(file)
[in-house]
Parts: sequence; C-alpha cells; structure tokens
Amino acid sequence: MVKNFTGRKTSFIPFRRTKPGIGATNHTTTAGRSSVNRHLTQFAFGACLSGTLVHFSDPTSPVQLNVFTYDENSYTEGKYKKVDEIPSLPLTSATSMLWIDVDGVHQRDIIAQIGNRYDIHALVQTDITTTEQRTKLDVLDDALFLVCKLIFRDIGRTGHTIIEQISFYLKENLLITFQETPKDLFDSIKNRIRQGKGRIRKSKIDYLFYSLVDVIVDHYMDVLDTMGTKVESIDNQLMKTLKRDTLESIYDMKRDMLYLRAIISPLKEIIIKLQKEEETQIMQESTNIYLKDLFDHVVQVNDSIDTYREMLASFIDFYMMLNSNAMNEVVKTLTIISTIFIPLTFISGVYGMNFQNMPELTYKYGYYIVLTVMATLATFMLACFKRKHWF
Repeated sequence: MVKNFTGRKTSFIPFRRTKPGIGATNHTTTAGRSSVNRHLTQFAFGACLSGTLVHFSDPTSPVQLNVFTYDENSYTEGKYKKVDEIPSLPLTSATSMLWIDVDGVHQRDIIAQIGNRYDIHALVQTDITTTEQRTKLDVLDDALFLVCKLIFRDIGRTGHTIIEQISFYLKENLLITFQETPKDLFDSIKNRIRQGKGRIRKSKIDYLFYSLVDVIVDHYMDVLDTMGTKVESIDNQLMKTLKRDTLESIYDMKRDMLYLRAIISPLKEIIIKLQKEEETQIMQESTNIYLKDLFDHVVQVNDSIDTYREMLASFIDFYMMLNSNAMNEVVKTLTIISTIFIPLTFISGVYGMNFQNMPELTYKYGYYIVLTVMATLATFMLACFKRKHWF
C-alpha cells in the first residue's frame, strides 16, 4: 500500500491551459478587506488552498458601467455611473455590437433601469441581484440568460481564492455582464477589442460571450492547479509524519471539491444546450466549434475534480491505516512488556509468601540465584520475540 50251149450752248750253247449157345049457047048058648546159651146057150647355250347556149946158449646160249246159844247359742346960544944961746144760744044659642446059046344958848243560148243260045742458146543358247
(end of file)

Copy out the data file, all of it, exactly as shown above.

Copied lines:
[in-house]
Parts: sequence; C-alpha cells; structure tokens
Amino acid sequence: MVKNFTGRKTSFIPFRRTKPGIGATNHTTTAGRSSVNRHLTQFAFGACLSGTLVHFSDPTSPVQLNVFTYDENSYTEGKYKKVDEIPSLPLTSATSMLWIDVDGVHQRDIIAQIGNRYDIHALVQTDITTTEQRTKLDVLDDALFLVCKLIFRDIGRTGHTIIEQISFYLKENLLITFQETPKDLFDSIKNRIRQGKGRIRKSKIDYLFYSLVDVIVDHYMDVLDTMGTKVESIDNQLMKTLKRDTLESIYDMKRDMLYLRAIISPLKEIIIKLQKEEETQIMQESTNIYLKDLFDHVVQVNDSIDTYREMLASFIDFYMMLNSNAMNEVVKTLTIISTIFIPLTFISGVYGMNFQNMPELTYKYGYYIVLTVMATLATFMLACFKRKHWF
Repeated sequence: MVKNFTGRKTSFIPFRRTKPGIGATNHTTTAGRSSVNRHLTQFAFGACLSGTLVHFSDPTSPVQLNVFTYDENSYTEGKYKKVDEIPSLPLTSATSMLWIDVDGVHQRDIIAQIGNRYDIHALVQTDITTTEQRTKLDVLDDALFLVCKLIFRDIGRTGHTIIEQISFYLKENLLITFQETPKDLFDSIKNRIRQGKGRIRKSKIDYLFYSLVDVIVDHYMDVLDTMGTKVESIDNQLMKTLKRDTLESIYDMKRDMLYLRAIISPLKEIIIKLQKEEETQIMQESTNIYLKDLFDHVVQVNDSIDTYREMLASFIDFYMMLNSNAMNEVVKTLTIISTIFIPLTFISGVYGMNFQNMPELTYKYGYYIVLTVMATLATFMLACFKRKHWF
C-alpha cells in the first residue's frame, strides 16, 4: 500500500491551459478587506488552498458601467455611473455590437433601469441581484440568460481564492455582464477589442460571450492547479509524519471539491444546450466549434475534480491505516512488556509468601540465584520475540 50251149450752248750253247449157345049457047048058648546159651146057150647355250347556149946158449646160249246159844247359742346960544944961746144760744044659642446059046344958848243560148243260045742458146543358247